The ginseng turns away. There is a gracefulness in the gesture, a kind of silent prettiness. Perhaps she turns away out of shyness, perhaps she fears we will see what is in her heart.
Perhaps she turns away out of disgust.
My uncle says, “I am considering carving a pretty face on her. An acceptable pleasing face. With my wood-carving knife, I will be as good as the best surgeons of Seoul. I will give her double-eyelids, a high nose, a narrow chin. She will be as pretty as the girls in Gangnam. No one will tell her apart.”
Then he ushers me out of the room, and we drink rice wine until the night grows late. He is silent for the most part. He seems still to be fighting against something within him. I have come to notice that whenever he descends into these silences, the yellowish tinge in his skin grows more vibrant. I fill his cup with wine and see that his fingers look longer and more spindly than before. There is an aromatic herbal smell about him. Then he wakes out of his reverie and his hands are a man’s hands and his skin is his skin alone.
I am feeling heavy as though a fever is starting up in me. I am too tired; I have pushed myself too far these days.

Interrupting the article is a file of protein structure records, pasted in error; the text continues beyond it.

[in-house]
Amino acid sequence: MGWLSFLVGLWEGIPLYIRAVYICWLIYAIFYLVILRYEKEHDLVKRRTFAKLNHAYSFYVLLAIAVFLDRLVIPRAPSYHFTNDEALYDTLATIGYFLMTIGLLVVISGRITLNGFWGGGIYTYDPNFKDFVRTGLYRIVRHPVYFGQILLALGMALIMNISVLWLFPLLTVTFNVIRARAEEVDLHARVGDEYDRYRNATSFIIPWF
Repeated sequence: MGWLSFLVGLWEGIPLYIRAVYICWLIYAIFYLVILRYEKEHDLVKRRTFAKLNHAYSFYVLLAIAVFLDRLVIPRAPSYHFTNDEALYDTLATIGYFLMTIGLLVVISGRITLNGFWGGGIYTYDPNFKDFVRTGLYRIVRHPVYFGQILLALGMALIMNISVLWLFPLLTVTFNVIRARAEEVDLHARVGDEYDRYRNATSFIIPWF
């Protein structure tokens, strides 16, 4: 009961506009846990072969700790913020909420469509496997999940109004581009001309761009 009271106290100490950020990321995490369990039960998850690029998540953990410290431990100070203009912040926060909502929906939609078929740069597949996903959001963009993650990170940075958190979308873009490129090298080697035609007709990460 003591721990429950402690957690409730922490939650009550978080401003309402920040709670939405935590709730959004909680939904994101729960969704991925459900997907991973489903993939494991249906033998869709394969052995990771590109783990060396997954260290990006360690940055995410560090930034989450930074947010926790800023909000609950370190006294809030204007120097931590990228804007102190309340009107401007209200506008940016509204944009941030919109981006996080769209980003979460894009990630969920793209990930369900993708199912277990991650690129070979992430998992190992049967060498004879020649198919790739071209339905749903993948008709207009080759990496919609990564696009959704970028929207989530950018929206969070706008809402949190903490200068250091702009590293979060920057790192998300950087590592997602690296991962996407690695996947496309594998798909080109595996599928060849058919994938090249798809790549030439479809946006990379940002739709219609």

My family does not know it, but I have taken up the old ways of my uncle. These past months, I have been trawling the streets for a fight and have made a minor name for myself. I have become initiated into a group and beneath my clothes my wounds are fresh.
My uncle may have discarded the sport years ago, but there is a primeval power in it, a life of its own.
Through it I can annihilate every inauthenticity within me and return to my natural origins, my honest animal senses.
And the lady in the room. There is nothing constructed about her. She is uncontrived. She is real, more real than the men and women of the city. Those clipped and gardened lives. She is a creature of the earth.
The light swims. My uncle’s face dims. A hand grips my arm and my uncle shows me to a room.
A mattress is on the floor, just how I like it. The pillow is one of the old types made of wood. I lie down and the fever takes me. My body breaks into shivers, and my clothes are wet with sweat. I am restless throughout the night, turning from nightmare to nightmare, my body getting hotter and hotter.
And then—is it a dream?—I am woken by a movement in the night. The door slides open. A visitor approaches noiselessly, only the scent of her flesh reveals her. An earthy smell.
I feel a pressure as she sits on me.